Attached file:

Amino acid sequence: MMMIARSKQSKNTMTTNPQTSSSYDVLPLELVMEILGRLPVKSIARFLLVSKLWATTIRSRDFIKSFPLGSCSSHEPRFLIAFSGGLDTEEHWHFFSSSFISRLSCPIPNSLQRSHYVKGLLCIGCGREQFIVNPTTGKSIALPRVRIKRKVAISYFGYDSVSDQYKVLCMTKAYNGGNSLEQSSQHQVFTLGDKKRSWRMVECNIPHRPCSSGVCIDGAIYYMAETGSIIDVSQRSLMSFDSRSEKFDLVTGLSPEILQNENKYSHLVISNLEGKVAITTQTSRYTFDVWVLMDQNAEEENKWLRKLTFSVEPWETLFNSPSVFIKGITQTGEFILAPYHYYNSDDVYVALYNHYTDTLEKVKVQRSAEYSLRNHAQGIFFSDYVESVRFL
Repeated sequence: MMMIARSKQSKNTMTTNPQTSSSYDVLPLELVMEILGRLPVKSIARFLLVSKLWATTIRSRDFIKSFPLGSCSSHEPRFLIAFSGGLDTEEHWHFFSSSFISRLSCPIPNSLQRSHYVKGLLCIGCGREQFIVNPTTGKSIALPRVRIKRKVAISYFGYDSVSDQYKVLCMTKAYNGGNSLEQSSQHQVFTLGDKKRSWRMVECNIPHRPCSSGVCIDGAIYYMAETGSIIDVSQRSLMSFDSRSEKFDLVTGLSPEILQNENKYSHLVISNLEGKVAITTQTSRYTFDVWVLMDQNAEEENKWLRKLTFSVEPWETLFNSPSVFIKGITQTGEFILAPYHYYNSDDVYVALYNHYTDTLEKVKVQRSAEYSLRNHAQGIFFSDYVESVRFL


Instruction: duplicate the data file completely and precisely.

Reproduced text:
Amino acid sequence: MMMIARSKQSKNTMTTNPQTSSSYDVLPLELVMEILGRLPVKSIARFLLVSKLWATTIRSRDFIKSFPLGSCSSHEPRFLIAFSGGLDTEEHWHFFSSSFISRLSCPIPNSLQRSHYVKGLLCIGCGREQFIVNPTTGKSIALPRVRIKRKVAISYFGYDSVSDQYKVLCMTKAYNGGNSLEQSSQHQVFTLGDKKRSWRMVECNIPHRPCSSGVCIDGAIYYMAETGSIIDVSQRSLMSFDSRSEKFDLVTGLSPEILQNENKYSHLVISNLEGKVAITTQTSRYTFDVWVLMDQNAEEENKWLRKLTFSVEPWETLFNSPSVFIKGITQTGEFILAPYHYYNSDDVYVALYNHYTDTLEKVKVQRSAEYSLRNHAQGIFFSDYVESVRFL
Repeated sequence: MMMIARSKQSKNTMTTNPQTSSSYDVLPLELVMEILGRLPVKSIARFLLVSKLWATTIRSRDFIKSFPLGSCSSHEPRFLIAFSGGLDTEEHWHFFSSSFISRLSCPIPNSLQRSHYVKGLLCIGCGREQFIVNPTTGKSIALPRVRIKRKVAISYFGYDSVSDQYKVLCMTKAYNGGNSLEQSSQHQVFTLGDKKRSWRMVECNIPHRPCSSGVCIDGAIYYMAETGSIIDVSQRSLMSFDSRSEKFDLVTGLSPEILQNENKYSHLVISNLEGKVAITTQTSRYTFDVWVLMDQNAEEENKWLRKLTFSVEPWETLFNSPSVFIKGITQTGEFILAPYHYYNSDDVYVALYNHYTDTLEKVKVQRSAEYSLRNHAQGIFFSDYVESVRFL